ShadyGardens Blog

January 3, 2012

A Native Garden in Winter

Filed under: American, Cypress, gardens, Georgia, holly, jasmine, native, nursery, pachysandra, plants, Shady, source, yucca — shadygardens @ 6:14 pm
Gelsemium sempervirens – Carolina Jasmine

Since a Georgia winter has frequent warm days, we enjoy spending a lot of time outdoors even in January and February. Finding native plants that are showy in winter can be challenging.


We do have many non-native evergreens in our garden, but we find it important to plant native plants whenever possible. After much searching, I have come up with a few suggestions of American native plants you should add to your winter garden:

  • American Holly, of course for the berries!
  • Carolina Jasmine, Gelsemium sempervirens, also known as Carolina Jessamine, begins blooming often as early as December. Profuse bloom in winter hides the leaves, which are evergreen in most of the South. This easy to grow vine will climb anything or can be grown as a spreading groundcover, but it is never considered invasive.
  • Pachysandra Procumbens, often referred to as Allegheny Spurge, is a non-invasive groundcover that develops a silvery mottling to its leaves in fall and winter.
  • Evergreens are an important addition to any garden. One I like in particular that looks just as good in winter as any other time of year is Arizona Cypress.
  • Yucca provides spikey interest year round and provides contrast in the garden. I like ‘Golden Sword’ for its bright yellow stripes appearing like sunshine in the garden.
In addition to being beautiful year round, these plants offer the added benefit of being drought tolerant, which is an important asset to consider after the drought we’ve endured for the last few years.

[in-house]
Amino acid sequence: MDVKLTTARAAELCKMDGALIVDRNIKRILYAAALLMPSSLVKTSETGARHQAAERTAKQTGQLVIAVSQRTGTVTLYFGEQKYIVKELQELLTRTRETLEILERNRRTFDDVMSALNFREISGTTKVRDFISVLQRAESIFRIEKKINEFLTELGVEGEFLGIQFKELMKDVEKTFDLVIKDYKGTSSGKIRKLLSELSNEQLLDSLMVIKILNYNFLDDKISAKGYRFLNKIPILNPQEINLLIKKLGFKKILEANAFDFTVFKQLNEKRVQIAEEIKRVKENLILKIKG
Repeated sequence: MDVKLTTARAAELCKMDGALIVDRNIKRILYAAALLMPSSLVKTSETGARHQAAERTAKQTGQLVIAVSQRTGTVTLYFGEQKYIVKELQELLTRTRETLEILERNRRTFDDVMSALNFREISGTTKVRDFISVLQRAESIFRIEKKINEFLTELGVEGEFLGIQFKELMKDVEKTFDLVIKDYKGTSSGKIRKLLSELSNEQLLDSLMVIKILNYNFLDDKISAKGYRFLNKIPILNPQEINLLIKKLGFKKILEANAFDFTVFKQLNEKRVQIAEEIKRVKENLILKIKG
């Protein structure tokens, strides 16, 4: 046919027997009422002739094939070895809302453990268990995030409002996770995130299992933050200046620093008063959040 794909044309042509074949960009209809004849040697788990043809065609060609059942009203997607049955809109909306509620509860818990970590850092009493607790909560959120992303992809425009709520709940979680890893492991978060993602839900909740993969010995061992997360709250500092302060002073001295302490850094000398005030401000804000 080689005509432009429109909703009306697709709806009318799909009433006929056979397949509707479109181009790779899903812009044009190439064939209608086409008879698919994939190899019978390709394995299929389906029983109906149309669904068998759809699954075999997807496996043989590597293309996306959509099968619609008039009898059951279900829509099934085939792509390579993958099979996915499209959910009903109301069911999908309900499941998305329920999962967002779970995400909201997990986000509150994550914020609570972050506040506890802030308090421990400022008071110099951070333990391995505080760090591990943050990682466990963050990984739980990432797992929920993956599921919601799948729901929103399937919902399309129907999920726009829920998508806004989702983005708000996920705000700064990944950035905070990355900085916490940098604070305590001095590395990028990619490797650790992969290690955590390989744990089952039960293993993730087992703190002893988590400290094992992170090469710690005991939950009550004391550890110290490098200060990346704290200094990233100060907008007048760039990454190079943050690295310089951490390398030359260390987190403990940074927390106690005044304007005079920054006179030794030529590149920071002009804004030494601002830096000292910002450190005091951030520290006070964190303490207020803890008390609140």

Source for these plants: Shady Gardens Nursery.

January 14, 2008

January Ideas for Georgia Gardens

Filed under: compost, extension service, garden, Georgia, mailorder, old-fashioned, sample, seed, seeds, soil, source, test, testing — shadygardens @ 6:22 pm

Even in mid-winter, there are many things you can do in the garden to enjoy those sporadic warm days we often have during January and February here in Georgia. Any time is a great time to improve your soil, but now would be ideal since you probably aren’t doing much planting. Soil amendments can be anything from homemade compost, composted manure, mushroom compost, or purchased soil conditioner. Do you ever wish you had some of those old-fashioned plants like your grandmother used to grow? Well, now is also a great time to order seeds. Order seeds of Nicotiana, Cleome, and other summer flowering favorites now, so you’ll have them ready when it’s time to plant. There are many mailorder seed catalogs, but I have found seeds from the following to always be fresh and reliable:

Winter is also a good time to have your soil tested. Soil tests can be purchased at most home & garden stores, but a more accurate result can be obtained from your local county extension service. In addition to more detailed and reliable soil nutrition levels, the report from the extension service will tell you exactly what you need to add to make your soil better! For complete instructions on soil testing, you can view the online publication:

http://pubs.caes.uga.edu/caespubs/pubcd/C896.htm or just drop by your local County Extension Office to pick up a soil testing bag with instructions. You’ll be charged a small fee when you take your soil sample back to the office where it will be sent to your state university for testing.

However you decide to spend the rest of your winter, I hope you’ll enjoy those nice days and take a walk through your garden as you dream of how much more beautiful it will be this year with regular rain. (I’m optimistic!)

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